The solution to keeping mothers in the workforce is not to condescendingly and conveniently have them accept "lower jobs with lower pay". The solution, at least in terms of what the government can do, is to facilitate a re-ordering of social priorities that provides more support for family life overall, in terms of what both mothers and fathers can get. It is to create a situation in which a working mother can be "high-performing" at her job because, like the working father who is her colleague, she enjoys the assurance that the kids are doing alright at home without her.

Stop blaming women for having children and then having different priorities as a result. The last time I checked, it takes a man and a woman to make procreation successful, and it's having children born within "lawful marriages" that the government is interested in, after all.


Related posts: Sexism Watch #3: I'm sure it's the guy that's paying, Sexism Watch #2: What the news forgot to say, Sexism Watch #1: The bank says women still need men to buy them stuff

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At 4/30/2007 9:38 pm , Blogger trisha said...

Bravo! Can't agree more. We still have too many MCPs in government and that's why they go around spouting nonsense like that.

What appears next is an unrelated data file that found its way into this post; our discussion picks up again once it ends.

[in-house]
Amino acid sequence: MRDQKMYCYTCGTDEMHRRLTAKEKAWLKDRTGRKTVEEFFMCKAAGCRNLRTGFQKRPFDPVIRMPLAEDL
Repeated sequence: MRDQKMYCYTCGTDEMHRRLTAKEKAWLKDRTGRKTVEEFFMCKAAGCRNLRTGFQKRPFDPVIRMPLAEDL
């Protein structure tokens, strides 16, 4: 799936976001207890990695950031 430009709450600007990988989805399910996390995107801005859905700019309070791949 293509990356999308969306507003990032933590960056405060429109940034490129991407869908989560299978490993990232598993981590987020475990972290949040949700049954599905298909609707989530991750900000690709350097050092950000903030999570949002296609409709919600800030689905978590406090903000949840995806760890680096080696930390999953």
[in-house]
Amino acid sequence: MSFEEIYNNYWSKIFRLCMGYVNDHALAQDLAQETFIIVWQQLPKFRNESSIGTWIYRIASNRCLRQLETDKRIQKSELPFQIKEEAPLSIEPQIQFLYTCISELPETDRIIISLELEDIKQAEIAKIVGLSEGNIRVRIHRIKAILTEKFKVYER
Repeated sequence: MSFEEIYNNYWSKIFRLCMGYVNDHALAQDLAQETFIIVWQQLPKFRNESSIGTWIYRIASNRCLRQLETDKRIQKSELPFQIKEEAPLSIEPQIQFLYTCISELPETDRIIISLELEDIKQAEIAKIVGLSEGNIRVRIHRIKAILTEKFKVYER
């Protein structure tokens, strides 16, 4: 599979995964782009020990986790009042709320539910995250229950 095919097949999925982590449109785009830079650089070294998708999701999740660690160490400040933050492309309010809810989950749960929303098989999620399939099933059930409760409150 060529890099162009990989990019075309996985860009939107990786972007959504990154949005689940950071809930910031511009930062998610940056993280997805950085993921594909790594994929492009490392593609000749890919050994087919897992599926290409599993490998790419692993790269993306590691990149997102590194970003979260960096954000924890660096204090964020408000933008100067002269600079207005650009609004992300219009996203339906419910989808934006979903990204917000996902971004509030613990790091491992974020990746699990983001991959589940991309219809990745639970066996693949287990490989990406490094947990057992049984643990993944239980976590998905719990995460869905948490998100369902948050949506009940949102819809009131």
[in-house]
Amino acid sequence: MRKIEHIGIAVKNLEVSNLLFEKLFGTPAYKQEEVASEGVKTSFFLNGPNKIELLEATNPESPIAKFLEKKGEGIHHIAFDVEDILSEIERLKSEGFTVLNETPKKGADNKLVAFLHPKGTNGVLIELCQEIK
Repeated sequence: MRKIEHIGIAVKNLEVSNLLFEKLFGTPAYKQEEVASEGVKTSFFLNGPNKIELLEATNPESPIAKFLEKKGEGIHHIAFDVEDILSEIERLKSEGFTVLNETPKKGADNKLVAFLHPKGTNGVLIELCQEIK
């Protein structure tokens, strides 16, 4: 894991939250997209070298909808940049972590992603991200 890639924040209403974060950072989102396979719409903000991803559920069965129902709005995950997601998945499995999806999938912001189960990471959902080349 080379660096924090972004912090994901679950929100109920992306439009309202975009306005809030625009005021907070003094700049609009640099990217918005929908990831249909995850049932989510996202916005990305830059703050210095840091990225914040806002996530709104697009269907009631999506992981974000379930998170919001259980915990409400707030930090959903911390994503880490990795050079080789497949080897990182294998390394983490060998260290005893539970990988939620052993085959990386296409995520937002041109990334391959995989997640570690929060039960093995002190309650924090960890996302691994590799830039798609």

At 5/01/2007 9:52 pm , Anonymous Anonymous said...

I totally agree. But at this point in time, I don't think women get much support because in my honest opinion, I don't think men feel the burden that women do. And I do feel that the poorer educated women are actually in agreement of their 'lower' status in society and will not applaud the efforts of the efforts of the more enlightened men and women.

Even if women in Singapore have actually achieved equality in name, in reality, we are a long way from getting it, women's charter and what not.

At 5/02/2007 1:59 am , Blogger Anthony said...


Men don't feel the burden as much as women do because the burden isn't on them. Societal expecations are a very powerful force. The implicit condemnation on a woman that doesn't "have it all" here is horrendous.

By comparison, a man isn't expected to have anything to do with childraising. If he does, it's a bonus.

This is a crappy situation.

At 5/01/2008 1:35 pm , Blogger His Thoughts said...

dun care la...just get the same pay & sneak out whenever needed to attend to the kids or take lots of MCs ourselfs to take the kids to the doctors. No choice, we need the money to attend to the high cost of having children. There is no other way. If I have a choice, I am one of those mothers who just want to stay home watching my kids grow up , I take care of my own kids instead of brainless maids, I sign my name under the "Primary Care Giver" questionaires instead of my stupid maids' name . Resentful, yes I am !